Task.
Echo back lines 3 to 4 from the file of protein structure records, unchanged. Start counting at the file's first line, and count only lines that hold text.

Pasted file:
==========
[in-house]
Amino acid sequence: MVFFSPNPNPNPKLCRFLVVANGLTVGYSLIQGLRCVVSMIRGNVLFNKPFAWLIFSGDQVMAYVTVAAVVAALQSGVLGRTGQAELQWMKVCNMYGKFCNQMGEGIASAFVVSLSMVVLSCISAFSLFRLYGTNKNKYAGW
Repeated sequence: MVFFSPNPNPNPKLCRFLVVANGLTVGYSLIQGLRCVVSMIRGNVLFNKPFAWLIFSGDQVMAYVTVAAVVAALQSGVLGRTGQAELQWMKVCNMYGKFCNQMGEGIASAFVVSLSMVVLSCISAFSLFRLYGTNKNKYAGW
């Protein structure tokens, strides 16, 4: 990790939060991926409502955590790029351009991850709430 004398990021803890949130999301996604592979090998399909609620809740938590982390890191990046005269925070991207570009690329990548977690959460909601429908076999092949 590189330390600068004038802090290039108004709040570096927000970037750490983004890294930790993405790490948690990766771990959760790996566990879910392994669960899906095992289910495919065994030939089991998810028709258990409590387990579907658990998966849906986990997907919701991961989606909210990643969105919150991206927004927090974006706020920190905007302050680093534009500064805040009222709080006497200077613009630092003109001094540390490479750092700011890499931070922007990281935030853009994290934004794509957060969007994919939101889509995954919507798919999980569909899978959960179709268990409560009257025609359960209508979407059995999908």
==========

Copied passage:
Repeated sequence: MVFFSPNPNPNPKLCRFLVVANGLTVGYSLIQGLRCVVSMIRGNVLFNKPFAWLIFSGDQVMAYVTVAAVVAALQSGVLGRTGQAELQWMKVCNMYGKFCNQMGEGIASAFVVSLSMVVLSCISAFSLFRLYGTNKNKYAGW
């Protein structure tokens, strides 16, 4: 990790939060991926409502955590790029351009991850709430 004398990021803890949130999301996604592979090998399909609620809740938590982390890191990046005269925070991207570009690329990548977690959460909601429908076999092949 590189330390600068004038802090290039108004709040570096927000970037750490983004890294930790993405790490948690990766771990959760790996566990879910392994669960899906095992289910495919065994030939089991998810028709258990409590387990579907658990998966849906986990997907919701991961989606909210990643969105919150991206927004927090974006706020920190905007302050680093534009500064805040009222709080006497200077613009630092003109001094540390490479750092700011890499931070922007990281935030853009994290934004794509957060969007994919939101889509995954919507798919999980569909899978959960179709268990409560009257025609359960209508979407059995999908």